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History: 2010s


The Vision for a Healthy and Vibrant Community health plan is published, outlining strategies to improve health behaviors and access to health care.

In March, staff and community members mourned the loss of Dr. Steven Katkowsky, District Director of Health.  

In response to an outbreak of pertussis, Health Department staff launched a vaccination campaign. With funding from a federal grant, vaccinations were given to more than 800  teens and adults living or caring for infants under age 1, who are most at risk for severe complications from pertussis and aren’t fully vaccinated themselves.

In April, the Health Department begins enforcement of Kenton County's smoke-free law. The ordinance aims to protect indvidiuals and workers from secondhand smoke by prohibiting smoking in most public buildings in Kenton County. 

In the spring, an outbreak of Shigella occurred with more than 100 cases, compared to 25 in a typical year. The Health Department took an agressive approach to stopping the outbreak, including visiting child care centers where cases had been reported and restricting children in diapers from using public pools until case reports subsided in early July. 

Cuts in state and federal funding, decreased local tax revenue, and increased costs for employees created a budget shortfall that resulted in  reductions of $1.3 million and caused staff lay-offs. At the same time, economic downturn led to increased demand for public health services, particularly from low-income families.

In the fall of 2011, Northern Kentucky moved to the eWIC system, using electronic benefits cards for the purchase of approved items in the WIC (Women, Infants and Children) nutrition supplement program. 


In March, a tornado struck sections of Grant and Kenton Counties. Health Department staff responded, providing food safety inspections, disaster response support and tetanus vaccinations.  

In collaboration with the Kentucky Department for Public Health, the Health Department began offering hepatitis C testing to clients. More than 2,700 tests were conducted by the end of the pilot project in October 2014, and the results helped to demonstrate that the region has one of the highest rates of hepatitis C infection in the country.

A division of Population Health is created, encompassing staff and programs in Community Health Promotion, Epidemiology and Oral Health.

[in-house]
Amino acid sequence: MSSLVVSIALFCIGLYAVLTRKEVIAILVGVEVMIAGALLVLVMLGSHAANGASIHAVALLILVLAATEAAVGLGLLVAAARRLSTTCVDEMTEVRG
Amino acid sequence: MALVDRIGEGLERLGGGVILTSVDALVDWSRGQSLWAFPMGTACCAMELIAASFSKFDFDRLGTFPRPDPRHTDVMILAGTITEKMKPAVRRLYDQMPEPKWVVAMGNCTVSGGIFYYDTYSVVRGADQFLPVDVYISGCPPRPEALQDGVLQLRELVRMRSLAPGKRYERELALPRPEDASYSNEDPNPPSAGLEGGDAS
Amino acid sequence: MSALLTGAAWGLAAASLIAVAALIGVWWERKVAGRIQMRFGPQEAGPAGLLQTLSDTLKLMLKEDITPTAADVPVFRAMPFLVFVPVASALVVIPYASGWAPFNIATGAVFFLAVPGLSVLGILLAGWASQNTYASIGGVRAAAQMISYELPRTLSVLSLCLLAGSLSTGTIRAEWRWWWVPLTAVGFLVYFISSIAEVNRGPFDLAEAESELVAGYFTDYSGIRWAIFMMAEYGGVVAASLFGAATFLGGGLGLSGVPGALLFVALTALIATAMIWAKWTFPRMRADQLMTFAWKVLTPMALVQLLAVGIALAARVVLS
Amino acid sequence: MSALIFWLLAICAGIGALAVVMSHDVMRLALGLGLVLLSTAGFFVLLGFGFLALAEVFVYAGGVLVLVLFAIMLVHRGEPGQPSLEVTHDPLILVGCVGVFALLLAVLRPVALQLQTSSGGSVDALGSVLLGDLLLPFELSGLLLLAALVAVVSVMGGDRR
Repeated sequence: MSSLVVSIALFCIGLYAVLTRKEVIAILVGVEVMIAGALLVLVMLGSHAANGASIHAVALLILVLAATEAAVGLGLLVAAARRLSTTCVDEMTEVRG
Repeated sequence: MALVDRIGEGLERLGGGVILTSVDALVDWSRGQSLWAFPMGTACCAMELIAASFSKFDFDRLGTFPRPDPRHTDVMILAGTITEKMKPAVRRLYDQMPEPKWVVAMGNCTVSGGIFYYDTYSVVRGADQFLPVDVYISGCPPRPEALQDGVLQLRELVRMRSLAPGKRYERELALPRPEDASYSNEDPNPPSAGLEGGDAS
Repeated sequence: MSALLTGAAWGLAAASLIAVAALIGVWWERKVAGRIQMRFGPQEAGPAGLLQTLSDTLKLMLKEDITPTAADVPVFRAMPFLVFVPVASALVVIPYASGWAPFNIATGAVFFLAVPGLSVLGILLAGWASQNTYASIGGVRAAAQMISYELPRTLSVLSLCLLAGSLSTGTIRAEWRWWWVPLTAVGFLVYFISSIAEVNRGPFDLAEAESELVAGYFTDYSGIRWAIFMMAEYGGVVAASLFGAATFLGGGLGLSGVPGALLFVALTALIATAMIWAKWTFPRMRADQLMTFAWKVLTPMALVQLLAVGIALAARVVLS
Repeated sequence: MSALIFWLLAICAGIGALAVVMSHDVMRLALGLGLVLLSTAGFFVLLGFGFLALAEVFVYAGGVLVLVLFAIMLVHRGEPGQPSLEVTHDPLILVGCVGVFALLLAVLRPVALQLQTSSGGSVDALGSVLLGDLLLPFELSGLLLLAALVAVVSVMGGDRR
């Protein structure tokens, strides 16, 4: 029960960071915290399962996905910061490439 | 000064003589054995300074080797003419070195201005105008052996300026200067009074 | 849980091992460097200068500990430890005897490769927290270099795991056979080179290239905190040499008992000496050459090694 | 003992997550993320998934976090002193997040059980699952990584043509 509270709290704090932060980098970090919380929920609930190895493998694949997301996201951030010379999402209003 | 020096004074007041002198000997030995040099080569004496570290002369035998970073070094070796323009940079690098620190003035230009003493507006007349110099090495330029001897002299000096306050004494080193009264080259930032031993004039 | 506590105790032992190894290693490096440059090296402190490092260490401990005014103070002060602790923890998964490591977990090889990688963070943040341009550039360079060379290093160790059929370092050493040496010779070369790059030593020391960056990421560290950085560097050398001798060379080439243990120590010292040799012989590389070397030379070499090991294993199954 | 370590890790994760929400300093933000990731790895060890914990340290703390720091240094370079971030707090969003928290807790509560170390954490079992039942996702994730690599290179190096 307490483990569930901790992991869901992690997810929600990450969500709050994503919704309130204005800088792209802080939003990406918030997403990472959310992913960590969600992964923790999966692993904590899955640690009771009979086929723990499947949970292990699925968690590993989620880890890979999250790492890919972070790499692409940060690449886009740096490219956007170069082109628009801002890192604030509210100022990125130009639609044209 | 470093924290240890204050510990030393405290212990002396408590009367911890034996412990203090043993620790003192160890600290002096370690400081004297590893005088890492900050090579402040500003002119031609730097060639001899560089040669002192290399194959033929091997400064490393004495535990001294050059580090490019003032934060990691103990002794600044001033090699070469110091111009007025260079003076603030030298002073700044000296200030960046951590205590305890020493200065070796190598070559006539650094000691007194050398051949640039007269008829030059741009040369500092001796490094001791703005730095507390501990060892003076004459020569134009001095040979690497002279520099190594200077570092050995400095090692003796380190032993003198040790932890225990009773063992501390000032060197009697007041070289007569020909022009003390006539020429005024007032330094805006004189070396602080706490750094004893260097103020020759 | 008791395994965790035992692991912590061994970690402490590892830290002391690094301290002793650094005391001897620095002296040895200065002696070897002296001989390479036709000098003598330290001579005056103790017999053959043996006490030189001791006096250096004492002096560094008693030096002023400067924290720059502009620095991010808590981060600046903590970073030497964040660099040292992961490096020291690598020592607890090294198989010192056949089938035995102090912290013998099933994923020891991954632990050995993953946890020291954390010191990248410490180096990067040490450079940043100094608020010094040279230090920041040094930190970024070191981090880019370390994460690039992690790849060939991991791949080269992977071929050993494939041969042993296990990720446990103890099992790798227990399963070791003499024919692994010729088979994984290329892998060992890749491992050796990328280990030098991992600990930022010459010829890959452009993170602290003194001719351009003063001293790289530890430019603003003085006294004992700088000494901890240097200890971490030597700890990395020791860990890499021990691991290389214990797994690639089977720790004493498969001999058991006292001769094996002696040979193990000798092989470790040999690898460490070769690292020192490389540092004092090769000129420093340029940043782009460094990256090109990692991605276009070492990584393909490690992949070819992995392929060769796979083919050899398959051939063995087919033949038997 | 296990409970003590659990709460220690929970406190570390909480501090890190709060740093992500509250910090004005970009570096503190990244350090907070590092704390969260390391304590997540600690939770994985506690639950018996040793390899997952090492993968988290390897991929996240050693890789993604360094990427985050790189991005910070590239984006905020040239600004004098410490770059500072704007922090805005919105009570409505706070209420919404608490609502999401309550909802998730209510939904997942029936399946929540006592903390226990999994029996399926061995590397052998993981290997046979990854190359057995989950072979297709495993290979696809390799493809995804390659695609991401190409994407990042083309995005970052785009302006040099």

Staff responded to changes in the health care system brought about by implementation of the federal Affordable Care Act and Medicaid Managed Care in Kentucky. 


Northern Kentucky's Health Department was one of the first 11 in the country to be nationally accredited. To do so, the agency underwent a thorough review that included submission of more than 600 documents in 12 areas (or domains) and a site visit by public health peers who assessed performance against standards.

As more Kentuckians gained health care coverage through the Affordable Care Act, Health Department staff referred clients to agencies with kynectors (specialists who help with the enrollment process), hosted kynectors in our buildings, connected clients in HIV case management with insurance brokers, and provided education for the newly insured on how to use the coverage.

With $1 million in funding from the U.S. Department of Housing and Urban Development, childhood lead poisoning risks in 46 local homes known to have high levels of lead were abated. 

The Health Department partners with Humana and local school districts to offer Humana Vitality screenings to school staff. The worksite wellness program incorporates regular screenings to help participants keep tabs on their health. 

The Health Department continues to serve residents of Boone, Campbell, Grant and Kenton Counties. Services include providing child and adult preventative health and wellness services; family planning services; communicable disease prevention and control; coordinated school health programs/assessments; environmental health services; birth and death certificates; community wellness services; and health planning, monitoring and public information. 

Today, the Health Department has about 150 employees, divided among five departments: Administration and Accounting; Clinical Services; Population Health; Environmental Health and Safety and the Office of the District Director—all under the District Director of Health.

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